Harder Family Case begins a movement

In 1999, a Russian-German couple, the Harders with 10-children decided that they could no longer with their Christian conscience, send their children to the public school. They removed their children from school and brought them home and began to homeschool them.

It wasn’t long before school officials notified them that they had better get their children back to school or else! The Harders remained firm in their conviction to homeschool. Eventually the dispute between the Harders and school officials escalated to the point where the family felt terribly threatened.

Since word had spread that my wife and I were homeschoolers in Germany and had led several other families in the community where we lived at the time to homeschool, and also helped them to deal with school officials who were viciously opposed to homeschooling, the Harders contacted us and asked for our help. At this time they were already being represented by a Christian lawyer who later would become chief attorney for our organization, Schuzh.

Mrs. Harder was pregnant at the time so the threat of police intervention became traumatic for her. Mr. Harder was concerned that this trauma could lead to a miscarriage. My wife spent many hours on the phone counseling them.

Having a contact to HSLDA through Mike Farris, whom we had met in Germany in 1999 – having arranged a conference for him in Stuttgart – I called HSLDA to ask for their help. I was transferred to Chris Klicka, one of their senior attorneys. I asked Chris if HSLDA could do an eLERT on behalf of the Harder family, which Chris agreed to do (An eLERT is an email that goes out to HSLDA members and friends calling for action).

Homeschoolers Respond

We provided HSLDA with the contact information for officials who we wanted to receive the complaints. For several weeks after the eLERT was sent out by HSLDA to its members urging them to complain about the treatment the Harder family was receiving, government officials were besieged with email complaints. This was reported by the local press where the Harder family lived.

The police humanely waited until after Mrs. Harder gave birth before they forcefully entered the Harder home, smashing a window to allow them entrance. Several of the children hid under beds and in closets. Two children fled to the third floor and jumped out of a window and ran into the woods. One child who held onto her mother was ripped out of her mother’s arms. The father grabbed this child and hung onto her. The oldest child was forcefully brought to school.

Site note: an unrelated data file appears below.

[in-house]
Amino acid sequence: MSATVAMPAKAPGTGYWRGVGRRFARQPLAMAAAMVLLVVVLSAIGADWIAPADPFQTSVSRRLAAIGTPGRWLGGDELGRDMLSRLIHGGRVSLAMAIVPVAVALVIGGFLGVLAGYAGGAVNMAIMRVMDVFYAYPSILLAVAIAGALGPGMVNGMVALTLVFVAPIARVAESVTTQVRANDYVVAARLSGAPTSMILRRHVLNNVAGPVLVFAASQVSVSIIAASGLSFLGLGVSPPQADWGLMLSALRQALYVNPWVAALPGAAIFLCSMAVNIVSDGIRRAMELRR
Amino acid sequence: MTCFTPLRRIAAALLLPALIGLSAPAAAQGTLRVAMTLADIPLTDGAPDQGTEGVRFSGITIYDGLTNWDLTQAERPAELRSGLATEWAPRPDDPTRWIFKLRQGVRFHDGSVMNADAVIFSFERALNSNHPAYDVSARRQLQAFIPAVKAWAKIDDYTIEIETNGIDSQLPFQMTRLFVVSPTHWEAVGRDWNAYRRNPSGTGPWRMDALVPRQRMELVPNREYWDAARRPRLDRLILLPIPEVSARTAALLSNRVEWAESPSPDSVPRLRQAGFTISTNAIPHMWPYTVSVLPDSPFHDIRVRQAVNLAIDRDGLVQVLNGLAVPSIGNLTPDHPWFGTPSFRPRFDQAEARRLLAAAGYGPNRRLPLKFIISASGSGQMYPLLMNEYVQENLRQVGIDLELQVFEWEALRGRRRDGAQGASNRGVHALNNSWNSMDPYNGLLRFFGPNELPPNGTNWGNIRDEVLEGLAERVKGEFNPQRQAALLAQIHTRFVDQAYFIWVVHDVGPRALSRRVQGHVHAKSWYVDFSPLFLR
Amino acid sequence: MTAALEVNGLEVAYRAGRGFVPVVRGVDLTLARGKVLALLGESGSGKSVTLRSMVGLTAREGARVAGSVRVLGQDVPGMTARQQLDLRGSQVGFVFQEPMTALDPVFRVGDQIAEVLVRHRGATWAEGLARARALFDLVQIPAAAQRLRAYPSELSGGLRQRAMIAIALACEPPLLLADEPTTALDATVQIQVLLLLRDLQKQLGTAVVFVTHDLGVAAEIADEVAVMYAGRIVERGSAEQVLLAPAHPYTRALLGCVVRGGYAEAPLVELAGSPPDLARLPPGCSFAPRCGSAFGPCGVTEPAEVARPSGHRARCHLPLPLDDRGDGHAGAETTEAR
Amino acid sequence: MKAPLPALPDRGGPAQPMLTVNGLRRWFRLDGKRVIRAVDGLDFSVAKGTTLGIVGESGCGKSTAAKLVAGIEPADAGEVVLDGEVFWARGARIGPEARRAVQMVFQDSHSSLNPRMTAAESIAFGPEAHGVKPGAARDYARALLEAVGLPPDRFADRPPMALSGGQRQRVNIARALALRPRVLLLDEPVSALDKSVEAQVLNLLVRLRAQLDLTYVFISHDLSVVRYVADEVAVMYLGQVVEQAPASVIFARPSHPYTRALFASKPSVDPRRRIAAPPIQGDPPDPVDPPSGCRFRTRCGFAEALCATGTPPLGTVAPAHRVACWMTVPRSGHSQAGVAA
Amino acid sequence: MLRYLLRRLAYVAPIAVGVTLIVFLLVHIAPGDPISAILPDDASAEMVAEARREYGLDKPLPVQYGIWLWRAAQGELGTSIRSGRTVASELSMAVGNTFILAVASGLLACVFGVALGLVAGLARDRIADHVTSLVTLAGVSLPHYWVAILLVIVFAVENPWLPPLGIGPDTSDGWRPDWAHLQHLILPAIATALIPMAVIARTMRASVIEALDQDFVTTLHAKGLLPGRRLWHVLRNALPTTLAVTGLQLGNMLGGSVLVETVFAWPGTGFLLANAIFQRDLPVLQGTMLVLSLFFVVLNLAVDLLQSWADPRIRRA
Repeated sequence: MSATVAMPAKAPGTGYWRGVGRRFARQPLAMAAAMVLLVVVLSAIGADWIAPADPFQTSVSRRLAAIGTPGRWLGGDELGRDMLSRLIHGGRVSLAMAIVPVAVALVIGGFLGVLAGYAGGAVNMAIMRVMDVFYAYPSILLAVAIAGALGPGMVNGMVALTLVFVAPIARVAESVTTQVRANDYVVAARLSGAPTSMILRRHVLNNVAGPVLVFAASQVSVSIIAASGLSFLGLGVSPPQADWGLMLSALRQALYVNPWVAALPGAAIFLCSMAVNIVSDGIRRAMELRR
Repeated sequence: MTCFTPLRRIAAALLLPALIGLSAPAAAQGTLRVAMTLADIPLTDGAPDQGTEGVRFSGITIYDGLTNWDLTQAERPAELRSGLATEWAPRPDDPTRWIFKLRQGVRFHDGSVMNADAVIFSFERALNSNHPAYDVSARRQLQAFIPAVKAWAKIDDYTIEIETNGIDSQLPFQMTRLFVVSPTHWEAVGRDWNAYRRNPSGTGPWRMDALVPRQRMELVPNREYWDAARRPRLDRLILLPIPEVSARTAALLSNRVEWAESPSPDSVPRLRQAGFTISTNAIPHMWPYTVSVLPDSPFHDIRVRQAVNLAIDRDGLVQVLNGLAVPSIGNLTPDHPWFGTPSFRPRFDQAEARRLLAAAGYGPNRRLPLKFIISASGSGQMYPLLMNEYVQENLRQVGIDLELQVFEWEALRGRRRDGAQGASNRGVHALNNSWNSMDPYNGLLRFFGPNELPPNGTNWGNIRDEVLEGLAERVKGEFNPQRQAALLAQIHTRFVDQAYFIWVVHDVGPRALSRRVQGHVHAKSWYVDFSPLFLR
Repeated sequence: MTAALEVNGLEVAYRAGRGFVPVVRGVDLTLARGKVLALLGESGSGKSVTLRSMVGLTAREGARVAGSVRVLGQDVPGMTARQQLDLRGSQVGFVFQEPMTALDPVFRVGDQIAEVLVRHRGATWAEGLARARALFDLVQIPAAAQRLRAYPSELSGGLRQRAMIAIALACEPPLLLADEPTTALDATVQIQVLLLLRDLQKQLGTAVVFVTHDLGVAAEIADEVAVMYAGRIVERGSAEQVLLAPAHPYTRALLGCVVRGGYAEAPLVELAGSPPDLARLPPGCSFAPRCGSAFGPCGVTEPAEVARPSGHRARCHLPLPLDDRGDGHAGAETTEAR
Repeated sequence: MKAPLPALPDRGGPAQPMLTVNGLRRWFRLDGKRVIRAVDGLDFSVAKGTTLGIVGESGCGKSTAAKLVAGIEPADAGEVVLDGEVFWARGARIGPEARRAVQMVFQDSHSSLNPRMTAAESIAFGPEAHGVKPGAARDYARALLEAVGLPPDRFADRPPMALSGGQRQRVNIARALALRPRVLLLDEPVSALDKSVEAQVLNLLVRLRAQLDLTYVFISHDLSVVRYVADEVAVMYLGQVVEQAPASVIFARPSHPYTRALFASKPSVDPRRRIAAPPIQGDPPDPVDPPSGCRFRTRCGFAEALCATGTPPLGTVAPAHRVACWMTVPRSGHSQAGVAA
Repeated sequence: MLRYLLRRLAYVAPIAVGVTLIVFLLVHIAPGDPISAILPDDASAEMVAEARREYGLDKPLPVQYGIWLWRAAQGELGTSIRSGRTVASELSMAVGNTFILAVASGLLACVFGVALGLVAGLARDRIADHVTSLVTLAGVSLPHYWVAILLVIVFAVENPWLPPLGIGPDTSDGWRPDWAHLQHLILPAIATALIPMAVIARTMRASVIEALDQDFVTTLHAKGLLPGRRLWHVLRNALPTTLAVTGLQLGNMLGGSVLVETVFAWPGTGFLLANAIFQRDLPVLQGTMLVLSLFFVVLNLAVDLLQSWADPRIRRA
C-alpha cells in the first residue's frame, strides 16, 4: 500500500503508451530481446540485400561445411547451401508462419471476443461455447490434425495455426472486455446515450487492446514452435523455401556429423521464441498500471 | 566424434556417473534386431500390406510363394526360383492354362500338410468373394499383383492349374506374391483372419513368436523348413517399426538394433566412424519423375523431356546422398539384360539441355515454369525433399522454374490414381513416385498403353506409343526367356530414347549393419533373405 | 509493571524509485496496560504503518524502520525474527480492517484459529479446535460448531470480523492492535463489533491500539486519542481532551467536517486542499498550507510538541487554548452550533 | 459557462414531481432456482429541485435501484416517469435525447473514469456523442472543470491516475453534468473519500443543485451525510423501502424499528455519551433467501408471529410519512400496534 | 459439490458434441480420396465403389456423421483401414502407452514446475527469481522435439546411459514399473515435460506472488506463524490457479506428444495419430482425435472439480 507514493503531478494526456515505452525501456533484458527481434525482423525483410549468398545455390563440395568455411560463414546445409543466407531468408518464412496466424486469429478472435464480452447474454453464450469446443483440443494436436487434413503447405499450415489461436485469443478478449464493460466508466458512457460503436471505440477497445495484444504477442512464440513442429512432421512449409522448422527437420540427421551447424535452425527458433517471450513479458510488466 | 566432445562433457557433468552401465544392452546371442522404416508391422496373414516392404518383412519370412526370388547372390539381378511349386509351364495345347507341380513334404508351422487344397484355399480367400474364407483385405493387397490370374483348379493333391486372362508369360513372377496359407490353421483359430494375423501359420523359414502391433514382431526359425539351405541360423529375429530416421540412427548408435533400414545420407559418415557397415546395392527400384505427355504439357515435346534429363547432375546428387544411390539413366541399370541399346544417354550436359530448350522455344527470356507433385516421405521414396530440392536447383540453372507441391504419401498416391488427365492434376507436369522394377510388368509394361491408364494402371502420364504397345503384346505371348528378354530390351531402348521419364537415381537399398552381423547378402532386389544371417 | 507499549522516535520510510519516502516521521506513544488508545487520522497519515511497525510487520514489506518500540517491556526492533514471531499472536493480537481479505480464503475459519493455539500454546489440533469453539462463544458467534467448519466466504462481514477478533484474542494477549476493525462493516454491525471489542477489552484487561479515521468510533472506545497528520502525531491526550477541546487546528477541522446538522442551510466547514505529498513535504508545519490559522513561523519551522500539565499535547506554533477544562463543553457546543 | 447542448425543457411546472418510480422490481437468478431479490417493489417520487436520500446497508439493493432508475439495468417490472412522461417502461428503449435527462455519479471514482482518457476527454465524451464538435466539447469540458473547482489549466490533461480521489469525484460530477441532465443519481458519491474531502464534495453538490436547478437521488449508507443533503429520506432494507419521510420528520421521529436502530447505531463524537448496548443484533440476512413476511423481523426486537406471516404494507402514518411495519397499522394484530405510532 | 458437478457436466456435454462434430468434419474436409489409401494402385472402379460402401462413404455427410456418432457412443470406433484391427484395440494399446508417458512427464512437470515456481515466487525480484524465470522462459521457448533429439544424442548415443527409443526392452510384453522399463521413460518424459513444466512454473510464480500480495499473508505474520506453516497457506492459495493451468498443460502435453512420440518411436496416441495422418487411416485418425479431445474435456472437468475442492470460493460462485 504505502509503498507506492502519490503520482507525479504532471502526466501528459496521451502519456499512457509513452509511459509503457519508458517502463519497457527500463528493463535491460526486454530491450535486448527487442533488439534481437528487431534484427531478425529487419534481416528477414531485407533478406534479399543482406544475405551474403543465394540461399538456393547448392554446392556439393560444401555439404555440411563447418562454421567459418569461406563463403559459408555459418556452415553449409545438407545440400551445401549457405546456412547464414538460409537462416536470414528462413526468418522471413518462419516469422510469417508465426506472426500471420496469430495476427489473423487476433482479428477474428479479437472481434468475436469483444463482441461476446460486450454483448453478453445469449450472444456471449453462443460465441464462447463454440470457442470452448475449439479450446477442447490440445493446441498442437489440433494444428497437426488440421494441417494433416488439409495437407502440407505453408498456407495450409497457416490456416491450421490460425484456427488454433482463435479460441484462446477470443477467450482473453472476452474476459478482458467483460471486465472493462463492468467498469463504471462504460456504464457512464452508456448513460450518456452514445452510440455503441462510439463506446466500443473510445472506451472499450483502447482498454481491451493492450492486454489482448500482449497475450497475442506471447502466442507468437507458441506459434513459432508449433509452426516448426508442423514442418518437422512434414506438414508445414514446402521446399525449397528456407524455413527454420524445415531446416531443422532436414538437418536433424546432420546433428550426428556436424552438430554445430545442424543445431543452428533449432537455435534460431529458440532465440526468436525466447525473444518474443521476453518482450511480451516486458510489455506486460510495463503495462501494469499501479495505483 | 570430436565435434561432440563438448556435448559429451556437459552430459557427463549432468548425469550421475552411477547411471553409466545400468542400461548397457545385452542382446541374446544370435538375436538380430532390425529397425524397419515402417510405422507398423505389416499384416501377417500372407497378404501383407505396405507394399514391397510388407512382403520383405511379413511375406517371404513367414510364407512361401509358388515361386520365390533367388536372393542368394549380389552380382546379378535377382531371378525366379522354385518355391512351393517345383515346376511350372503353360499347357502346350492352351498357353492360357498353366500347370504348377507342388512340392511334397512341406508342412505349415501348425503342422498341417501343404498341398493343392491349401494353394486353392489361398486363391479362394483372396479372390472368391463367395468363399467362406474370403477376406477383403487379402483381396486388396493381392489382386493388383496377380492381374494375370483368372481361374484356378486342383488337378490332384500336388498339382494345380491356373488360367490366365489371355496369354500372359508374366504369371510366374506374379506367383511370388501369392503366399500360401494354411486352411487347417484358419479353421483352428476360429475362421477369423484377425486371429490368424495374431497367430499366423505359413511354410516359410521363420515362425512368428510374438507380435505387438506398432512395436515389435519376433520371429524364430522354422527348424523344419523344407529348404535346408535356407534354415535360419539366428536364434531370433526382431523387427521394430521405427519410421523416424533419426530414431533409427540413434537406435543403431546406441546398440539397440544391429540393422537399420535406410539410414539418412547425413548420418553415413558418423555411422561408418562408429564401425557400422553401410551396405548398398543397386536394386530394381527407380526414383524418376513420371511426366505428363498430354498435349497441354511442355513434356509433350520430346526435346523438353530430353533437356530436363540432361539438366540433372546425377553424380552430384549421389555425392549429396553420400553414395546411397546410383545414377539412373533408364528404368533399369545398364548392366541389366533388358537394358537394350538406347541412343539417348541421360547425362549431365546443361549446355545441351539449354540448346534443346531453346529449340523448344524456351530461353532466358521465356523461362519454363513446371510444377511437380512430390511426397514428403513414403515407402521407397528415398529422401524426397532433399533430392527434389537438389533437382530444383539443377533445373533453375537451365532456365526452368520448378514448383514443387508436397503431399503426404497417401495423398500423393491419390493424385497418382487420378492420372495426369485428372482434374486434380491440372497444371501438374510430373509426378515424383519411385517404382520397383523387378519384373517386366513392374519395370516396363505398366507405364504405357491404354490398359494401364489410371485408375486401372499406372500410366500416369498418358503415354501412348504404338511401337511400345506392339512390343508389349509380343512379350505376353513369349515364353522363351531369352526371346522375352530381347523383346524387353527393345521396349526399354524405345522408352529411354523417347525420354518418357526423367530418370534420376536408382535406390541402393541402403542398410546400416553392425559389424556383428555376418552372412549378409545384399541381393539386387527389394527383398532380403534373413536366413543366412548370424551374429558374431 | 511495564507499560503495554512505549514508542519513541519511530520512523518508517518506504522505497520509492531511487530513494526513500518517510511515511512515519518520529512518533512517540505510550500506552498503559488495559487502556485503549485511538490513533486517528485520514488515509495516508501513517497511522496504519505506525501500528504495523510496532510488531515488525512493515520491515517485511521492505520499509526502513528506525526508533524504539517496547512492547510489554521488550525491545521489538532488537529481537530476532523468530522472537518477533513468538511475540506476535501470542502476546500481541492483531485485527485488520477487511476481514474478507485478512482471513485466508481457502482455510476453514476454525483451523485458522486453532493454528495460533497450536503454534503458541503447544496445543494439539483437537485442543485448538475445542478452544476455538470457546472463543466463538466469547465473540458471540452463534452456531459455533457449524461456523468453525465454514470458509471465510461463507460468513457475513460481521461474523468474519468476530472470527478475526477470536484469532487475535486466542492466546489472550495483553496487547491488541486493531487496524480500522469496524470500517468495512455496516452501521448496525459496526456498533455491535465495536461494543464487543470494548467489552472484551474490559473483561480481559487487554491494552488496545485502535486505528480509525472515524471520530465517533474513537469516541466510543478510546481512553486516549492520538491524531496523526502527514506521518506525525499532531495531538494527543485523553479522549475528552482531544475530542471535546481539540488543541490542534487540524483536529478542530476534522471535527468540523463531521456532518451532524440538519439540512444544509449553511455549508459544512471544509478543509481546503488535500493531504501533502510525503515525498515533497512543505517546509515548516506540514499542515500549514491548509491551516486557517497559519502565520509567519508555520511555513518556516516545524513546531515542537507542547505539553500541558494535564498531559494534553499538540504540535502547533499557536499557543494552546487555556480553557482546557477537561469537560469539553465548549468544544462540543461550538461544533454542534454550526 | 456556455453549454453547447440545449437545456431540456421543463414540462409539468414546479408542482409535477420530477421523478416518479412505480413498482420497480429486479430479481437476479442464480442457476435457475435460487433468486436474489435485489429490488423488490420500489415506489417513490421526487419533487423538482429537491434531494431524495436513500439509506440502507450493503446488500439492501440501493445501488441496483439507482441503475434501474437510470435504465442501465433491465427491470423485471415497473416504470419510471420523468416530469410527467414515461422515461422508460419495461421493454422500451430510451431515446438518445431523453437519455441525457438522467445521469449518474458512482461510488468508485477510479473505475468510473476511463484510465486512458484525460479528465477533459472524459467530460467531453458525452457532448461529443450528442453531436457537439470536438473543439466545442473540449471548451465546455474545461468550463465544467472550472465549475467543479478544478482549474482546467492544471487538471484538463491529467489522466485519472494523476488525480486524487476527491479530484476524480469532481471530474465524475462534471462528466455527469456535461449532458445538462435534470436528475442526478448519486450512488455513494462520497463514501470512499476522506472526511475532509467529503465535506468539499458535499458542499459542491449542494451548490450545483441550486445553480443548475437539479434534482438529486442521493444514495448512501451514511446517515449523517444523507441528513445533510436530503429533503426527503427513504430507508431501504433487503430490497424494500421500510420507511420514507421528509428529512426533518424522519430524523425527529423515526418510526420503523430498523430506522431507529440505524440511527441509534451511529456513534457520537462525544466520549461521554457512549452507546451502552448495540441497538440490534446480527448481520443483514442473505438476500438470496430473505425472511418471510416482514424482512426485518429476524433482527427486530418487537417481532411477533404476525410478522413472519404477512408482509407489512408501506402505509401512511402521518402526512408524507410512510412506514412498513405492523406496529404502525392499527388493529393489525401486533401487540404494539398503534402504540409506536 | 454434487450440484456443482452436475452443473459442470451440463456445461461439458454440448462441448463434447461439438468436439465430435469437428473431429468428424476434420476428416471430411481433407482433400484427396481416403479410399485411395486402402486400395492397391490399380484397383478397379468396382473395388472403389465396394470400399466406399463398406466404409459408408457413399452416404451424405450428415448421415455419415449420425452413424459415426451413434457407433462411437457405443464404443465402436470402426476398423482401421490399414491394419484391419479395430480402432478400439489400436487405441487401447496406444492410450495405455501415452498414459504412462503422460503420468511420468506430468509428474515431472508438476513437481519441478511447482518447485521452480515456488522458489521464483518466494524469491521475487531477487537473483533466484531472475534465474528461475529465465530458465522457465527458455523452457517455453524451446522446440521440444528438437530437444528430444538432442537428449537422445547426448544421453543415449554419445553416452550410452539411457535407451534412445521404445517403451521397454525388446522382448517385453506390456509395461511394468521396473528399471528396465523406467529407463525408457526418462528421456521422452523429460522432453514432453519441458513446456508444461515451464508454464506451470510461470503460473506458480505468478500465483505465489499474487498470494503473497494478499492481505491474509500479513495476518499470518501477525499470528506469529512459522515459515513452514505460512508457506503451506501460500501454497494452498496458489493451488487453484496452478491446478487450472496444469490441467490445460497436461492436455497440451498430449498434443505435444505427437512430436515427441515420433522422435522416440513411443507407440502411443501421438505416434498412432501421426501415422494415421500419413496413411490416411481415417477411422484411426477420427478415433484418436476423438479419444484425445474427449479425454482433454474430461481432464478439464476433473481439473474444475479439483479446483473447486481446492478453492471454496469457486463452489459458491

A friend of the Harders who came by that morning to help with the children began taking pictures of the police ransacking the home. A policeman grabbed her camera, ripped out the film and smashed the camera to the ground. Because of a flood of protests, the mayor apologized for the incident giving assurances that this would never happen again.

Following this traumatic experience, the Harders eventually moved to another state. We made sure the press covered the story and reported the strong arm tactics used by the government. Our name began to spread even further throughout Germany among circles of parents who were considering pulling their children out of school.

Fighting Back

We discovered along with the Harders that attorneys in Germany who would take homeschool cases were very difficult to find. One attorney, Gabriele Eckermann had volunteered her time in the Harder case and following this case other cases as well.

We discovered that it was most effective to get the story out and make everything as public as possible. It was also very effective to involve other families around the world who were contacted and asked to send letters of complaint to government officials involved in homeschool cases. We began to realize that in order to be the most effective we needed to form a politically active association of homeschoolers who would stand together in support of each other.

The idea of forming a politically active organization, giving homeschoolers a public voice as well as a voice in the government began to formulate in our minds. We visited Gabriele Eckermann and her husband Armin, who is also an attorney, to discuss the formulation of such an association.

We also contacted other attorneys who surfaced as a result of the Harder case. Since we knew through our talks with Chris Klicka that HSLDA had helped form similar organizations in other countries, we contacted Chris for information and invited him to join us on the board when Schuzh finally became incorporated as an organization. We applied for non-profit status but the government would not grant it.

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